Building the National Capacity to Clear Abandoned Improvised Mines (AIM):

Since 2020, UNMAS has launched the initiative to train and mentor national mine action NGOs’ capacity to survey and clear AIM, in order to tackle the threat that has been the leading cause of civilian casualties in relation to explosive contamination accidents in recent years. The clearance of improvised mines involves technical know-how and specialized equipment that goes with it. As of June 2022, 824 personnel from eight humanitarian mine action organizations were trained with AIM clearance, 178 were trained with AIM survey, and 30 were trained with AIM operation quality management, preparing the national capacity to scale up its activities for the survey and clearance of AIM. Concurrently, mine action continues to conduct survey and clearance of other types of explosive hazards including landmines, cluster munition, and ERW, as well as providing quick response to emergency requests, explosive ordnance disposal, EORE, and victim assistance.

Large-Scale Land Clearance and Quick Response:

Since January 2022, UNMAS-contracted teams released more than 3 square kilometers of land through survey and clearance including schools, medical facilities, markets, roads and agricultural lands, as well as safely destroying 62 AIM, 78 AP mines, 22 AV mines, and 1,069 items of ERW. Concurrently, UNMAS deployed quick response capacity nationwide to respond to urgent call-outs and destroy immediate threats, enabling the operation of other humanitarian assistance such as constructing shelters for displaced populations, launching community-based projects that employ local residents, restoring agricultural facilities, constructing retaining wall for floods, and distributing essential supplies to vulnerable populations.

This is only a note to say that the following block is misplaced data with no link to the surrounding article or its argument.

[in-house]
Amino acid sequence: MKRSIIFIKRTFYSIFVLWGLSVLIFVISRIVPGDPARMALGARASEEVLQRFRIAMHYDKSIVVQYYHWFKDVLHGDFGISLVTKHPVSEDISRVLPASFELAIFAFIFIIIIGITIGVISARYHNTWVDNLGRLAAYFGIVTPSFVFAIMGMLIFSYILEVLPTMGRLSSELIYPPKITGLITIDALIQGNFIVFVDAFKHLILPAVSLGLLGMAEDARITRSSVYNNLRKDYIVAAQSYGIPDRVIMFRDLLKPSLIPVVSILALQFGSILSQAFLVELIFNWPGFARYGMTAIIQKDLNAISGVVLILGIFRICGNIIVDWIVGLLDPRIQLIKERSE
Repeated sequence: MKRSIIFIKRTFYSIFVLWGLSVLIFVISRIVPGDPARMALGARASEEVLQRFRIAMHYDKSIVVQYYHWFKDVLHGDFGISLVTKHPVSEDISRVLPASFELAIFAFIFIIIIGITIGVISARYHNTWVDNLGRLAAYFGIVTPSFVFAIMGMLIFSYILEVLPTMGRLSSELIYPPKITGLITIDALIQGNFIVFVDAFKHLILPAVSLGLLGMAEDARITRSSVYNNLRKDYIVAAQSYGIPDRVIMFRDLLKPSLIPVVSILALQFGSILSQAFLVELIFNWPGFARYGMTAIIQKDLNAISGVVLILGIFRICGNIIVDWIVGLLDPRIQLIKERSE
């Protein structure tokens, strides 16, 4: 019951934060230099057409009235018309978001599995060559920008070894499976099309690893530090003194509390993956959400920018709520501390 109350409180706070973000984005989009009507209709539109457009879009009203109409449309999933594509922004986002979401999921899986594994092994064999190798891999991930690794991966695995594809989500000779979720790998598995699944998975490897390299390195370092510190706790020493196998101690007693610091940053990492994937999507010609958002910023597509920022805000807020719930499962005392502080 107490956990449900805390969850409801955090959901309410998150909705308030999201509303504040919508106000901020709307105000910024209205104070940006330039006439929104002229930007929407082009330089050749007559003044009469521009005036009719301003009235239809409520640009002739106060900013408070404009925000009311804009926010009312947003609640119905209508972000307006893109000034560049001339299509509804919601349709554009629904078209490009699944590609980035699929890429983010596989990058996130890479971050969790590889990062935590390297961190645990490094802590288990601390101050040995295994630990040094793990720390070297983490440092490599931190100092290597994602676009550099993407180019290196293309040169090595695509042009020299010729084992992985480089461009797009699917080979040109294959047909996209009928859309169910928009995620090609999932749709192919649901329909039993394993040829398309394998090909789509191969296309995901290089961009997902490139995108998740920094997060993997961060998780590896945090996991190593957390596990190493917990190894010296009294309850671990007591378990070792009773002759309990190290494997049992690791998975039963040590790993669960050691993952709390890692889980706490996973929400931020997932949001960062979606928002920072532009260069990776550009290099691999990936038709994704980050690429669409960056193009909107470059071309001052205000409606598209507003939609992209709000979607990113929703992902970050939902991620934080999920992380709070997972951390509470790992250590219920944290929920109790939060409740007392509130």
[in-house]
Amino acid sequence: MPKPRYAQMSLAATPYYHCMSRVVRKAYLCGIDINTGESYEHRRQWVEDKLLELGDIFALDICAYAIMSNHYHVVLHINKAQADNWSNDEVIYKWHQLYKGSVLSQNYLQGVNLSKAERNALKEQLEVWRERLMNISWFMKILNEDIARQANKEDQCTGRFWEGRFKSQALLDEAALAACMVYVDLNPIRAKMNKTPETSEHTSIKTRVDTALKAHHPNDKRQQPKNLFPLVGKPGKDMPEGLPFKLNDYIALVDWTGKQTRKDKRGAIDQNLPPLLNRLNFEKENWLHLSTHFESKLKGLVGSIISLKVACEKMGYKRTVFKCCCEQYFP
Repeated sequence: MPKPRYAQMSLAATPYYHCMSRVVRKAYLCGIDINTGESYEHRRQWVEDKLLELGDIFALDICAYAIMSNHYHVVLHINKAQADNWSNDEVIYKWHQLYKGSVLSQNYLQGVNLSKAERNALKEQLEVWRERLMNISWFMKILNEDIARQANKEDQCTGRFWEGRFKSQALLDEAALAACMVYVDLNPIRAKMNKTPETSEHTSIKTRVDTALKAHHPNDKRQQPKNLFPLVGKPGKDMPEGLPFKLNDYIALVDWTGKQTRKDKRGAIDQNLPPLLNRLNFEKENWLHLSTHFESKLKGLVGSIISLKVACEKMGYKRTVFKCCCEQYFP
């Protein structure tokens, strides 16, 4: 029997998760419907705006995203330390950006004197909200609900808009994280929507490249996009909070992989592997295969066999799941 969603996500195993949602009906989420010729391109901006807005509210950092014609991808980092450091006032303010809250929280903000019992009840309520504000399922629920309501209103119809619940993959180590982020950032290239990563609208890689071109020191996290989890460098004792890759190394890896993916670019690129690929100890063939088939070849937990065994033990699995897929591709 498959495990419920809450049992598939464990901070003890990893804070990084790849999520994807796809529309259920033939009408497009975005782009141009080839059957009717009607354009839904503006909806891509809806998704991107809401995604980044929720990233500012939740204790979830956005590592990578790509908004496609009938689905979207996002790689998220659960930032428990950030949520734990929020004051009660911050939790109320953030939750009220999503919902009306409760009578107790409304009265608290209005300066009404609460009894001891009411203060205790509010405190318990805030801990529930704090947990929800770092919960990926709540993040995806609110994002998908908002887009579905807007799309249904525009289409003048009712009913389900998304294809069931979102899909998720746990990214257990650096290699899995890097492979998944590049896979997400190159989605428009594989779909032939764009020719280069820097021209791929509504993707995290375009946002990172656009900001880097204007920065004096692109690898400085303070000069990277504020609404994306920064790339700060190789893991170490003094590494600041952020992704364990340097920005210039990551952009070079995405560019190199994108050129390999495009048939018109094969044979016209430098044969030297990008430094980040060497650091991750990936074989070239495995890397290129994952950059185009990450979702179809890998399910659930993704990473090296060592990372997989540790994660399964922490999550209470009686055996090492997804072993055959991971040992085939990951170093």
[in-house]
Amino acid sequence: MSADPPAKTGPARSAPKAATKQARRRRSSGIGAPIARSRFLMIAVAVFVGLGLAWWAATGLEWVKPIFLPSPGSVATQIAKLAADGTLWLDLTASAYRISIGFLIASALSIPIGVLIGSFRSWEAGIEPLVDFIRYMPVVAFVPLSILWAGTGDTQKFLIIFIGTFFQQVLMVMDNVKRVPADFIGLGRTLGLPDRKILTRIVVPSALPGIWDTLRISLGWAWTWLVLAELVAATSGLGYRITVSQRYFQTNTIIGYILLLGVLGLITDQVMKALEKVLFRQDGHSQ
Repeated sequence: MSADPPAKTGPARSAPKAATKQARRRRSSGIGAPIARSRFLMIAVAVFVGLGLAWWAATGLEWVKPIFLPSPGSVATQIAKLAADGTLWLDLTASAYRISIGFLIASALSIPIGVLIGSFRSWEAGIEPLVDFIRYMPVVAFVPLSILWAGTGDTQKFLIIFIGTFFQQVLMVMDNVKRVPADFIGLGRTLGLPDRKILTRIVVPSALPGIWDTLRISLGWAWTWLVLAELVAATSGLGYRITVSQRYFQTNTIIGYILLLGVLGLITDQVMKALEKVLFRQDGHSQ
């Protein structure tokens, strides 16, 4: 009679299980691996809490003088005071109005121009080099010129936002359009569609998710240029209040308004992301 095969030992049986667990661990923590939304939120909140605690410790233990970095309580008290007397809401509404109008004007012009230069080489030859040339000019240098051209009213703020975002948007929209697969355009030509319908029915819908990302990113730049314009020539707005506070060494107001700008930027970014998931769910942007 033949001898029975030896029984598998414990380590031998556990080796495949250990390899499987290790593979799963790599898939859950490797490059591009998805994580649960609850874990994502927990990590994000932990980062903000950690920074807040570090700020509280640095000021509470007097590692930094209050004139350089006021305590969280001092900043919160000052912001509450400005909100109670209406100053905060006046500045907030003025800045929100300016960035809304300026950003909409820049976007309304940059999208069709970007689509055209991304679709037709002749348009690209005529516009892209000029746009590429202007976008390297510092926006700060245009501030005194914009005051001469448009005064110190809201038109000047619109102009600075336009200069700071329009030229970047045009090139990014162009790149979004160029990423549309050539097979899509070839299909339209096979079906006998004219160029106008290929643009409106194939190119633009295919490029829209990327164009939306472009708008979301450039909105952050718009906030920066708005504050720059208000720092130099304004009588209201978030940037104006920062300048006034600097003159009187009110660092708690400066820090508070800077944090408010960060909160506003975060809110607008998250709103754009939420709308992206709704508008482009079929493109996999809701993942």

Mass Media Explosive Ordnance Risk Education:

Since 2021, UNMAS initiated a mass media explosive ordnance risk education campaign to maximize the reach of EORE messages and its impact on behavior change of audience through use of media including radio, television and social media. April 2022 only, 44 public service announcements (PSAs) were broadcasted through local TV and radio channels reaching over 8 million Afghans with a wide range of audience in terms of diversity. The PSAs were also distributed through social media channels such as Open Jirga, a media platform providing information on various issues for Afghans administered by BBC Media Action, which reached over 14 million people.




Since 2011, funding for mine action has steadily dropped in Afghanistan. Since 2017, the annual funding for mine action in the country is less than 30 per cent of that in 2011, while the country is descending into the worst humanitarian crisis in the world. While the number of security incidents in relation to armed conflict fell significantly after the political change in August 2021, civilian casualties resulting from improvised explosive devices (IEDs) and ERW persist. In order to protect civilians and support other humanitarian efforts, Afghanistan is requesting US $200 million for mine action operations in 2022-2023.


UNMAS thanks the following donors for their generous support through the United Nations Voluntary Trust Fund (VTF) for Assistance in Mine Action in 2021 - 2022): Australia, Canada, Denmark, Germany, Japan, the Netherlands, South Korea, Sweden, Finland, United States, the United Kingdom’s Foreign, Commonwealth and Development Office (FCDO), UN Central Emergency Response Fund (CERF) and the UN Office for the Coordination of Humanitarian Affairs (OCHA).


UNMAS also thanks the following donors for continued bilateral support to the MAPA: The United States of America, Germany, the Netherlands, Sweden, European Commission Humanitarian Aid Office (ECHO), Japan, Finland, Denmark, Norway, New Zealand, Afghanistan, PATRIP, Ireland, OCHA, and Slovenia.



Data as of July 2022